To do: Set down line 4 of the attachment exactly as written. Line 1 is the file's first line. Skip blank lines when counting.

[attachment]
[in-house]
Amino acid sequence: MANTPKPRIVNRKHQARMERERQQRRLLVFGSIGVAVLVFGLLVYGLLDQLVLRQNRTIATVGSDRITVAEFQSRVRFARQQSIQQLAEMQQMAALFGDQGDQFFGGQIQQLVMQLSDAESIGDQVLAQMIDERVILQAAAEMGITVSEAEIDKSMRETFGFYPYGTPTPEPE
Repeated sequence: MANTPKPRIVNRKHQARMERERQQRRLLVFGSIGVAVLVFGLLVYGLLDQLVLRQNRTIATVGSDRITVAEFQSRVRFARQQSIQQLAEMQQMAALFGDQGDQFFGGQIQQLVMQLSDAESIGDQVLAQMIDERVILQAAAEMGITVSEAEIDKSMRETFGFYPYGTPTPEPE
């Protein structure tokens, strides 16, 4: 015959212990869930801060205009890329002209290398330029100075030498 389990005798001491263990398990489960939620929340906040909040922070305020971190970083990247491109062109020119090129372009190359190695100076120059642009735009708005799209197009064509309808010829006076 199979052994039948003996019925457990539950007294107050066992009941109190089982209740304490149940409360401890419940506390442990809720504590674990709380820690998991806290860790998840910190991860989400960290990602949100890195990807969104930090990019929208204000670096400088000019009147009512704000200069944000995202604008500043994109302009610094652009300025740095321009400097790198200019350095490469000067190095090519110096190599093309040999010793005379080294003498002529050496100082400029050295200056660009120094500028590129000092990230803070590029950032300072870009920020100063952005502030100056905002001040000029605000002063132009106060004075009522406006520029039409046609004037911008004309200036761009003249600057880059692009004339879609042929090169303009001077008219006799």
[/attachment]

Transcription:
């Protein structure tokens, strides 16, 4: 015959212990869930801060205009890329002209290398330029100075030498 389990005798001491263990398990489960939620929340906040909040922070305020971190970083990247491109062109020119090129372009190359190695100076120059642009735009708005799209197009064509309808010829006076 199979052994039948003996019925457990539950007294107050066992009941109190089982209740304490149940409360401890419940506390442990809720504590674990709380820690998991806290860790998840910190991860989400960290990602949100890195990807969104930090990019929208204000670096400088000019009147009512704000200069944000995202604008500043994109302009610094652009300025740095321009400097790198200019350095490469000067190095090519110096190599093309040999010793005379080294003498002529050496100082400029050295200056660009120094500028590129000092990230803070590029950032300072870009920020100063952005502030100056905002001040000029605000002063132009106060004075009522406006520029039409046609004037911008004309200036761009003249600057880059692009004339879609042929090169303009001077008219006799």